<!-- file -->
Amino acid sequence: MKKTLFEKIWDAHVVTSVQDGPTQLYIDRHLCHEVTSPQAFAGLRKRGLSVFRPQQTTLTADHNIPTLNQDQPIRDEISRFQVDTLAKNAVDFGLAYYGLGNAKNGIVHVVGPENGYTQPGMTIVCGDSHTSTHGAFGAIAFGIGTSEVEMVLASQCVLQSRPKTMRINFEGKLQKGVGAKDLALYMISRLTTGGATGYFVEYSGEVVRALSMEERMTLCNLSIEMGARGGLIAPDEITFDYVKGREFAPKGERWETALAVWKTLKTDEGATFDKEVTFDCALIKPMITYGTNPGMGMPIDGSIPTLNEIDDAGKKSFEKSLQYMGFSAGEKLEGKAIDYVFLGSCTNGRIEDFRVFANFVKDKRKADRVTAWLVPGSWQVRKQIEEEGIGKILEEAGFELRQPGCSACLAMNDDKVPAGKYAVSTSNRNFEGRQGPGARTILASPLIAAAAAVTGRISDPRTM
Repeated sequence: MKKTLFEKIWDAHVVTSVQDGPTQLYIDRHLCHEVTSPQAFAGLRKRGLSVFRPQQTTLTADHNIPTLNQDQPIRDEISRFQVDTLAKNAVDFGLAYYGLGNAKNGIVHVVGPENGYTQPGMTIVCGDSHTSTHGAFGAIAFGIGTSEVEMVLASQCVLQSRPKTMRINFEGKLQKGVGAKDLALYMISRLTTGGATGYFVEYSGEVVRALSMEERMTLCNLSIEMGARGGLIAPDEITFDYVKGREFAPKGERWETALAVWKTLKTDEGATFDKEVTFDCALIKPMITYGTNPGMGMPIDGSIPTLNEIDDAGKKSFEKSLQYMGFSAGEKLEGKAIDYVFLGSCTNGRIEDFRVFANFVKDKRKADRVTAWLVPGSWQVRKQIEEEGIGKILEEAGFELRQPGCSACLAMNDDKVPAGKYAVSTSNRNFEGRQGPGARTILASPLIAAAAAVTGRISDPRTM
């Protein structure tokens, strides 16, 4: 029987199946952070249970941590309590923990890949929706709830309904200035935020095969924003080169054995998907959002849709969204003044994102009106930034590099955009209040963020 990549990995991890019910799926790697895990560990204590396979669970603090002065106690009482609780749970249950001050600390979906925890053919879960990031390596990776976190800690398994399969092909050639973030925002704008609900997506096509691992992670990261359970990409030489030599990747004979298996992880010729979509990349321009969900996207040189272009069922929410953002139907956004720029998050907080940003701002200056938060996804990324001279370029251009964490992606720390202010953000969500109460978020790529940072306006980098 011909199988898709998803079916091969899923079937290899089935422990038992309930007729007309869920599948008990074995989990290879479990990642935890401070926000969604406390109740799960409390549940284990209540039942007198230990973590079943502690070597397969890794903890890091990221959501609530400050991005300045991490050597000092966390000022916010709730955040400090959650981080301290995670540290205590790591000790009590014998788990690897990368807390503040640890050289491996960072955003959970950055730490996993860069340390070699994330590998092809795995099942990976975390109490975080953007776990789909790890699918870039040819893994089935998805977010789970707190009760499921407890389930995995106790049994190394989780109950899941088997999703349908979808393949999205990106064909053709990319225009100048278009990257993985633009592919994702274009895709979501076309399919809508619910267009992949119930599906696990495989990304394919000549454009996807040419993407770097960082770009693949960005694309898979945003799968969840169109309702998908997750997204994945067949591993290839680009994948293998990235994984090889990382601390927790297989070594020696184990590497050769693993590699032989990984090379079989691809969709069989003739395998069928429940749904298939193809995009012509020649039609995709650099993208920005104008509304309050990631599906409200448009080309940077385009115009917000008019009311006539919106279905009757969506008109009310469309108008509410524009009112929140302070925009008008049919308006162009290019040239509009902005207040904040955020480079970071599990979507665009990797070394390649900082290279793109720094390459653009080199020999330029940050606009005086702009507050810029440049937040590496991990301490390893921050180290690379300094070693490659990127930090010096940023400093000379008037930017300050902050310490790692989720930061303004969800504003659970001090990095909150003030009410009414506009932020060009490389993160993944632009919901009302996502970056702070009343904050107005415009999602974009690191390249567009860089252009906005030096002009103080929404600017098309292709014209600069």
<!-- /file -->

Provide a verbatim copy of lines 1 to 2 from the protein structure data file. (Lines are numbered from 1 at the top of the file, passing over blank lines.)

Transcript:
Amino acid sequence: MKKTLFEKIWDAHVVTSVQDGPTQLYIDRHLCHEVTSPQAFAGLRKRGLSVFRPQQTTLTADHNIPTLNQDQPIRDEISRFQVDTLAKNAVDFGLAYYGLGNAKNGIVHVVGPENGYTQPGMTIVCGDSHTSTHGAFGAIAFGIGTSEVEMVLASQCVLQSRPKTMRINFEGKLQKGVGAKDLALYMISRLTTGGATGYFVEYSGEVVRALSMEERMTLCNLSIEMGARGGLIAPDEITFDYVKGREFAPKGERWETALAVWKTLKTDEGATFDKEVTFDCALIKPMITYGTNPGMGMPIDGSIPTLNEIDDAGKKSFEKSLQYMGFSAGEKLEGKAIDYVFLGSCTNGRIEDFRVFANFVKDKRKADRVTAWLVPGSWQVRKQIEEEGIGKILEEAGFELRQPGCSACLAMNDDKVPAGKYAVSTSNRNFEGRQGPGARTILASPLIAAAAAVTGRISDPRTM
Repeated sequence: MKKTLFEKIWDAHVVTSVQDGPTQLYIDRHLCHEVTSPQAFAGLRKRGLSVFRPQQTTLTADHNIPTLNQDQPIRDEISRFQVDTLAKNAVDFGLAYYGLGNAKNGIVHVVGPENGYTQPGMTIVCGDSHTSTHGAFGAIAFGIGTSEVEMVLASQCVLQSRPKTMRINFEGKLQKGVGAKDLALYMISRLTTGGATGYFVEYSGEVVRALSMEERMTLCNLSIEMGARGGLIAPDEITFDYVKGREFAPKGERWETALAVWKTLKTDEGATFDKEVTFDCALIKPMITYGTNPGMGMPIDGSIPTLNEIDDAGKKSFEKSLQYMGFSAGEKLEGKAIDYVFLGSCTNGRIEDFRVFANFVKDKRKADRVTAWLVPGSWQVRKQIEEEGIGKILEEAGFELRQPGCSACLAMNDDKVPAGKYAVSTSNRNFEGRQGPGARTILASPLIAAAAAVTGRISDPRTM